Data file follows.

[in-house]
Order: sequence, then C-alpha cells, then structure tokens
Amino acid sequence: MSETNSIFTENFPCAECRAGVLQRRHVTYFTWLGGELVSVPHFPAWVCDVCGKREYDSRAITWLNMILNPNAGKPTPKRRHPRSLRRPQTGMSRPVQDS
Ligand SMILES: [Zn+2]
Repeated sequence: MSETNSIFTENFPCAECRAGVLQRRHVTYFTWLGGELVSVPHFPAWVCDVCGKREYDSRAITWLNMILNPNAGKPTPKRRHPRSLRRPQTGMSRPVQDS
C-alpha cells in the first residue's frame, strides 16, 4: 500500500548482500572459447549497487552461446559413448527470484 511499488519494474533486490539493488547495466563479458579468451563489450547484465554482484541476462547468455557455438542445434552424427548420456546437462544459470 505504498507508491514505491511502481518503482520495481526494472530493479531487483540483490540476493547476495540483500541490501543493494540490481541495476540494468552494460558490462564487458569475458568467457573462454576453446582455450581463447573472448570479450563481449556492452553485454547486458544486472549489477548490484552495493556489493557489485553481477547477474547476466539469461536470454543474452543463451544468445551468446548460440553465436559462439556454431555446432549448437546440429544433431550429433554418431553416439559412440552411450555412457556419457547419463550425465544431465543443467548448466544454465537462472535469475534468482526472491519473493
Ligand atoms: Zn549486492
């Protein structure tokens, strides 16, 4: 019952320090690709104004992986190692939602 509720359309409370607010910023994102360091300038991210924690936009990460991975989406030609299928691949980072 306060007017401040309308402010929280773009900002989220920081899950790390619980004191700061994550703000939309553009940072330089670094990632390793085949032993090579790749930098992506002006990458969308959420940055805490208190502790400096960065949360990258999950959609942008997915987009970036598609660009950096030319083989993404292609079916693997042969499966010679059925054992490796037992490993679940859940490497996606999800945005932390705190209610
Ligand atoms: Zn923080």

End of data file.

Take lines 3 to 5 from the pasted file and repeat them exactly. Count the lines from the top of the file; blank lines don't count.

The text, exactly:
Amino acid sequence: MSETNSIFTENFPCAECRAGVLQRRHVTYFTWLGGELVSVPHFPAWVCDVCGKREYDSRAITWLNMILNPNAGKPTPKRRHPRSLRRPQTGMSRPVQDS
Ligand SMILES: [Zn+2]
Repeated sequence: MSETNSIFTENFPCAECRAGVLQRRHVTYFTWLGGELVSVPHFPAWVCDVCGKREYDSRAITWLNMILNPNAGKPTPKRRHPRSLRRPQTGMSRPVQDS